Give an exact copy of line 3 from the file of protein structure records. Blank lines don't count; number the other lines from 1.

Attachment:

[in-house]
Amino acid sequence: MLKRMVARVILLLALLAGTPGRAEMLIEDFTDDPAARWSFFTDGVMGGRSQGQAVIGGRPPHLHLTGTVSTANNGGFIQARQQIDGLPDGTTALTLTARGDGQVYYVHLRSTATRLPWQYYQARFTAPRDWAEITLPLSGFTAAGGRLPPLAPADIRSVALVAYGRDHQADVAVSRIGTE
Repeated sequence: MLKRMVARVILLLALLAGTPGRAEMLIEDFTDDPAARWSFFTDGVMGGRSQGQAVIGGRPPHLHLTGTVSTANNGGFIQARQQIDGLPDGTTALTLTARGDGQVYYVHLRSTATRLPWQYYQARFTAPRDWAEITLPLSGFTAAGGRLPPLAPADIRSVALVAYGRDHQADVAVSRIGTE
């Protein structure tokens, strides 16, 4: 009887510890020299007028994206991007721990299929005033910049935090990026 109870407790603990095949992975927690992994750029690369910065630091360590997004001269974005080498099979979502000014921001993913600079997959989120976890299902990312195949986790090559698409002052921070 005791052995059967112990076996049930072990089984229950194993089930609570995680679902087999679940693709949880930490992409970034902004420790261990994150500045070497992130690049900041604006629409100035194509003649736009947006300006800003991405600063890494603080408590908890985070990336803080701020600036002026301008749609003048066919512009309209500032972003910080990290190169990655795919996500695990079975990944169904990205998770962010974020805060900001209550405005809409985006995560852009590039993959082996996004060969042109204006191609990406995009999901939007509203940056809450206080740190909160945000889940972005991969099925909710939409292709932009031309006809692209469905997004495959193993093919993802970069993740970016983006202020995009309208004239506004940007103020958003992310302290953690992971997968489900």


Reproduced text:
Repeated sequence: MLKRMVARVILLLALLAGTPGRAEMLIEDFTDDPAARWSFFTDGVMGGRSQGQAVIGGRPPHLHLTGTVSTANNGGFIQARQQIDGLPDGTTALTLTARGDGQVYYVHLRSTATRLPWQYYQARFTAPRDWAEITLPLSGFTAAGGRLPPLAPADIRSVALVAYGRDHQADVAVSRIGTE